I"d find another phazer if I was in your situation. They are just plain hard to beat. the last of the mohecains kinda deal.

I may be parting with my 94 venture if I buy new sleds this spring. but that's a big if. it's an awesome phazer with electric start/reverse and two up seating.
 

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Discussion Starter #12
What do you mean by "busting trail"?

Sorry for the dumb question....I'm still learing.
 

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I'd like to comment on slush. Slush will the suck the power and life out of most sleds, most any sled will labor terribly when going thru slush and that goes double if your towing anything.

Yamaha Phazers: IMO one of the top 10 sleds of all time. Everyone I know that has or had a Phazer loved them. Were they fast? not so much but adaquate for they're size. Were they dependable? One the most I've ever seen! Were they a good trail sled? Again, one of the best bang for your buck sled ever built.

I've owned three, 87, 90 and 2001. The 2001 (1999-2001) models were built on the SX chassis platform but had the heart and sole of the old (84-98) pogo stick, head light on the handle bar wonders. If I knew they were going to kill it in 2002 I'd bought another one and saved it.

We also recently purchased a used 2001 Venture, 500 twin but its a liquid. The Venture's are also awesome sleds, ours mirrors the Phazer as far as the chassis and looks go but the electric start, reverse and 2 up seating makes it a favorite around the barn. Depending on the model year I've seen Venture's with the 485 Phazer fan cooled engine, a 500 or 600 liquid twin and even with 600 or 700 liquid cooled triples! :D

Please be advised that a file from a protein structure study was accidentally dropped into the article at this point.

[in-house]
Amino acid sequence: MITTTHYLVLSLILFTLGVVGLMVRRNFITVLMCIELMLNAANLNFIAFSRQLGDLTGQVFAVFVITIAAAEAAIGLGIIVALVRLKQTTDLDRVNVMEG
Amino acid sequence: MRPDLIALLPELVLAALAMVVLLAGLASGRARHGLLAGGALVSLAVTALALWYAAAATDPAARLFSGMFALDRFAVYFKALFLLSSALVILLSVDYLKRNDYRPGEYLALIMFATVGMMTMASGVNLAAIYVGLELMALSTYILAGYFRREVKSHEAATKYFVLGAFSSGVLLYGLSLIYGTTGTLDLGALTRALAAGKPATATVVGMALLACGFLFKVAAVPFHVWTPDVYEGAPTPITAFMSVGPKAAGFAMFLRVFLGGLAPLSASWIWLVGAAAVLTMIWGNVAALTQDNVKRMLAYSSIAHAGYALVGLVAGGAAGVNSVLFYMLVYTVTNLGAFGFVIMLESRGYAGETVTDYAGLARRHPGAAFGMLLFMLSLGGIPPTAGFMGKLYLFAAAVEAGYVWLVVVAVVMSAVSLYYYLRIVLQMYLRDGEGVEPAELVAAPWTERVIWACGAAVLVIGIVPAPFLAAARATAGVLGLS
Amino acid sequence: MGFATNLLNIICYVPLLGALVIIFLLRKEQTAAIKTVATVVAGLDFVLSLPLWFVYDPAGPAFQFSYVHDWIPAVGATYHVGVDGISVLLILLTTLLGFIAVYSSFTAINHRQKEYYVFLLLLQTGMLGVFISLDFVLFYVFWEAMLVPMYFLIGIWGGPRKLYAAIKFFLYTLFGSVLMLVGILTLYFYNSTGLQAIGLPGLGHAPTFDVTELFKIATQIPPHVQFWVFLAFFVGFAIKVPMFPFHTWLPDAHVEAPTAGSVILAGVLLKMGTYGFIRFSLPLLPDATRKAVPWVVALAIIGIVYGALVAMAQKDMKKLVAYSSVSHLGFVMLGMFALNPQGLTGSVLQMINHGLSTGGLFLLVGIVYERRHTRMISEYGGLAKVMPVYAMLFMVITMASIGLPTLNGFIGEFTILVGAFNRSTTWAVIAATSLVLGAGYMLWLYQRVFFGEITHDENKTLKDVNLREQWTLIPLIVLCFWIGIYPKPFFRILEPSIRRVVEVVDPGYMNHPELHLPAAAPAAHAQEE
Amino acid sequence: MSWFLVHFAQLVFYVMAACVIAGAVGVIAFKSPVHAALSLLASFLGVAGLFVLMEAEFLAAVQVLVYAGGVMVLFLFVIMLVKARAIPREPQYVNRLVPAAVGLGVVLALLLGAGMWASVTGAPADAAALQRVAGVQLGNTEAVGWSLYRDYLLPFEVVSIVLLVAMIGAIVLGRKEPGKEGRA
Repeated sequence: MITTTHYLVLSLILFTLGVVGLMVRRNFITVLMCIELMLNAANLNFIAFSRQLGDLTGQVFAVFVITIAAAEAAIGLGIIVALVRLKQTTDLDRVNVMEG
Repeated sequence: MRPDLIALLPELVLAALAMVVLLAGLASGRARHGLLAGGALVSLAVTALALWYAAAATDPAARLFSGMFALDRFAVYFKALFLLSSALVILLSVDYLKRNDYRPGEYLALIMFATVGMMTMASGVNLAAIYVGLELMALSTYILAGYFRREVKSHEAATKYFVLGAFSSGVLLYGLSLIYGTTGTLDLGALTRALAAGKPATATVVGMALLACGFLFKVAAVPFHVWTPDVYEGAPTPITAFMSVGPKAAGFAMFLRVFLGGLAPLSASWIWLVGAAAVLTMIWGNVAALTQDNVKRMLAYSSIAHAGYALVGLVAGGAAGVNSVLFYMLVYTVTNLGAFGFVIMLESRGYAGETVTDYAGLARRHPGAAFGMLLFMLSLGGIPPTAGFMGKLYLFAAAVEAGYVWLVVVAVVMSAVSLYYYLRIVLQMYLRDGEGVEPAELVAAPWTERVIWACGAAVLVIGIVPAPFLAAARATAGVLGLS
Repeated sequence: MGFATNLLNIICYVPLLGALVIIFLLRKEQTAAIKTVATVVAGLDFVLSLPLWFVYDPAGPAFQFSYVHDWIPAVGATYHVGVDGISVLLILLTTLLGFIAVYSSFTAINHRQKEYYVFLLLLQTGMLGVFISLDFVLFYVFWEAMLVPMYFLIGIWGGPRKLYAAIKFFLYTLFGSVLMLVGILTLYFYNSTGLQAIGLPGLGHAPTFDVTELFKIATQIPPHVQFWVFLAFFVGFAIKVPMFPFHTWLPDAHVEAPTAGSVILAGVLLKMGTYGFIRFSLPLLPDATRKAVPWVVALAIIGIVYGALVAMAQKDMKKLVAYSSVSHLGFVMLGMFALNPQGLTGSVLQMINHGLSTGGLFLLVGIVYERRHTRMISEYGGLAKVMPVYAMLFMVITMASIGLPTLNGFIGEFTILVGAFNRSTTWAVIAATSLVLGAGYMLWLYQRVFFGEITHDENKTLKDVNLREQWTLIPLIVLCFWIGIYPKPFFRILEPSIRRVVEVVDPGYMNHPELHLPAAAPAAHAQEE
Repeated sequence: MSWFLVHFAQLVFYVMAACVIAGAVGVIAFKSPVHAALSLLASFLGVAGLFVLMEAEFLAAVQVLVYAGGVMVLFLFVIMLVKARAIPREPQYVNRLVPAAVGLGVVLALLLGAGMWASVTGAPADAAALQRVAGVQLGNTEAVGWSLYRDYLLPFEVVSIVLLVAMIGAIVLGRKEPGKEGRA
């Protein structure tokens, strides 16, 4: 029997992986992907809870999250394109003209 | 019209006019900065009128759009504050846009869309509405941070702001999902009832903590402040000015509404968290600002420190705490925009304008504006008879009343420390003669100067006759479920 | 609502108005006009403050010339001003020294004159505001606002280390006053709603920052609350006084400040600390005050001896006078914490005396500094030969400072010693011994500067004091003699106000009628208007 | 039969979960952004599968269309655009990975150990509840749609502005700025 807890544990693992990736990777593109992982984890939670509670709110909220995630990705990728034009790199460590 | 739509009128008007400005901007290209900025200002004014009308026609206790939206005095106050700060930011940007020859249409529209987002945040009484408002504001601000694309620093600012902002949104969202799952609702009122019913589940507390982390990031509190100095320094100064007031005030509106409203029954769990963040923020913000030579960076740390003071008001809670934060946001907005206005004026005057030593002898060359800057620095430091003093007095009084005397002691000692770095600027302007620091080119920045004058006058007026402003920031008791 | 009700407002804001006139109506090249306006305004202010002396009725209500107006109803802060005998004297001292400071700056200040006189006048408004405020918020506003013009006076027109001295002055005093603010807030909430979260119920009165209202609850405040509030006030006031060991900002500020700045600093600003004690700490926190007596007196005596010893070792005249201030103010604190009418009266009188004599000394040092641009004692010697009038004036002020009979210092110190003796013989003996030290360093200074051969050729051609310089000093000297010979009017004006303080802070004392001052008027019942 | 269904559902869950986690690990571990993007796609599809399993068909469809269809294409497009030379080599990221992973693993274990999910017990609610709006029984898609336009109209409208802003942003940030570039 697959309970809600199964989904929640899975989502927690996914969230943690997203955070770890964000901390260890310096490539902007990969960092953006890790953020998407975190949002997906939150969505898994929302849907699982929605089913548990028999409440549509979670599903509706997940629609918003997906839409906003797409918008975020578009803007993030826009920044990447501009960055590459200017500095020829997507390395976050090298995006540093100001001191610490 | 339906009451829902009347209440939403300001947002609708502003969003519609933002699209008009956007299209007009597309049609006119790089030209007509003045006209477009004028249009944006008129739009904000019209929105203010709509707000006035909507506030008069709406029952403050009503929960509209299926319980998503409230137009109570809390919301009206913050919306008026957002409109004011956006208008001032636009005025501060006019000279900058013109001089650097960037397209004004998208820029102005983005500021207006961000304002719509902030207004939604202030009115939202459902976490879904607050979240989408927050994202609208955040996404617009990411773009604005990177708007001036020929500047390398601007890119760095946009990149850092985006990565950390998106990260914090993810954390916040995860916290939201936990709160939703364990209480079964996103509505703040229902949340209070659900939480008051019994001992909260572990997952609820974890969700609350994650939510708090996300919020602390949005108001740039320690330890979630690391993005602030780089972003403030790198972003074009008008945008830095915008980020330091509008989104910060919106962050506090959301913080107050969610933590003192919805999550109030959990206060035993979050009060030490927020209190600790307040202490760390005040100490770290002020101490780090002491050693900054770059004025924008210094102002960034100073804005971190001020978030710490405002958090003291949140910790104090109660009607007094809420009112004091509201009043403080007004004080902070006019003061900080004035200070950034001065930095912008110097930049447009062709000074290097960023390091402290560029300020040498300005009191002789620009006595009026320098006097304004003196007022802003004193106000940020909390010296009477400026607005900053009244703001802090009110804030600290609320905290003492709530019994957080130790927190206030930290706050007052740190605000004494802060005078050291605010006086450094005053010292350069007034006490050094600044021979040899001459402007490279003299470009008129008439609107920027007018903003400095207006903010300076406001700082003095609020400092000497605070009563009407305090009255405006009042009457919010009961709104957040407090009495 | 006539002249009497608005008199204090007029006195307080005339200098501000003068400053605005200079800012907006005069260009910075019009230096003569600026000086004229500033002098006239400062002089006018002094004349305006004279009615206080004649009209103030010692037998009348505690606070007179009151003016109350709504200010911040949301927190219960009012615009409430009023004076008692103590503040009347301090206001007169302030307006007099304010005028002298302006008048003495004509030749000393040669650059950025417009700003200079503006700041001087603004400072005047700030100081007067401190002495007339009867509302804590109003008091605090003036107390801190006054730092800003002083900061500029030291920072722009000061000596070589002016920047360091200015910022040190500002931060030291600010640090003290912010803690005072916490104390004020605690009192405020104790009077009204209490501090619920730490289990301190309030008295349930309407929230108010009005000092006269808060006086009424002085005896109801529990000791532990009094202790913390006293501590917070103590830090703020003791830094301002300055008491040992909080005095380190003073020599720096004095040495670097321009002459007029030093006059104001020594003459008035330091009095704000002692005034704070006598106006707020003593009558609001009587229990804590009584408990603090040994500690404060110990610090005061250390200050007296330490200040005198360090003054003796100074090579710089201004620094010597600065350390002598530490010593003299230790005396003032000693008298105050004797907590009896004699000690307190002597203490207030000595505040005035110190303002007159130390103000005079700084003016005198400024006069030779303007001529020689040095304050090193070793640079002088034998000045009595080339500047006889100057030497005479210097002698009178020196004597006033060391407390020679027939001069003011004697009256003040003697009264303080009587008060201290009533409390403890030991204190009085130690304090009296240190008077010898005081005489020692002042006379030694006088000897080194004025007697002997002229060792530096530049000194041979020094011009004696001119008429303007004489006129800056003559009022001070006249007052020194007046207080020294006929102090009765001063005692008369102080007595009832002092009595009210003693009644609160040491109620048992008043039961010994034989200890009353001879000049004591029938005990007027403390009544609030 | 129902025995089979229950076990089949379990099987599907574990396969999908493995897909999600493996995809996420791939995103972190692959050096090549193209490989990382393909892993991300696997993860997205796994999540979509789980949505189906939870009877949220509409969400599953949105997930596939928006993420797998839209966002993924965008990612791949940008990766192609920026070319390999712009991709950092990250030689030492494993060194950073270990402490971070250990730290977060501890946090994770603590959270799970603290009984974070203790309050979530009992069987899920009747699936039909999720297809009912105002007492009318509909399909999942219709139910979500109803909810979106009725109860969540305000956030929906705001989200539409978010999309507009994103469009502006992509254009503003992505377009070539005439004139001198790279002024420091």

Yes, I'm a Yamaha fan, I've had more than a few Yamaha's over the past 30 years and only ever really owed one other kind of snowmobile and those were Rupp's. :yikes:

I've always liked Cat's for looks, ride and performance but get tired of working on them. ;)
 

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What do you mean by "busting trail"?

Sorry for the dumb question....I'm still learing.
Busting trail is making the trail. Riding where nobody else has left usable tracks before you.

some sleds "snow plow" and take time getting up on plane much like a boat in water. Other sleds get right up on the fluff and float across it so to speak.

Another thing to consider is how well a sled swims if you are ice fishing. Some snowmobiles swim well under power, others sink. if you go through the ice being able to swim becomes critical.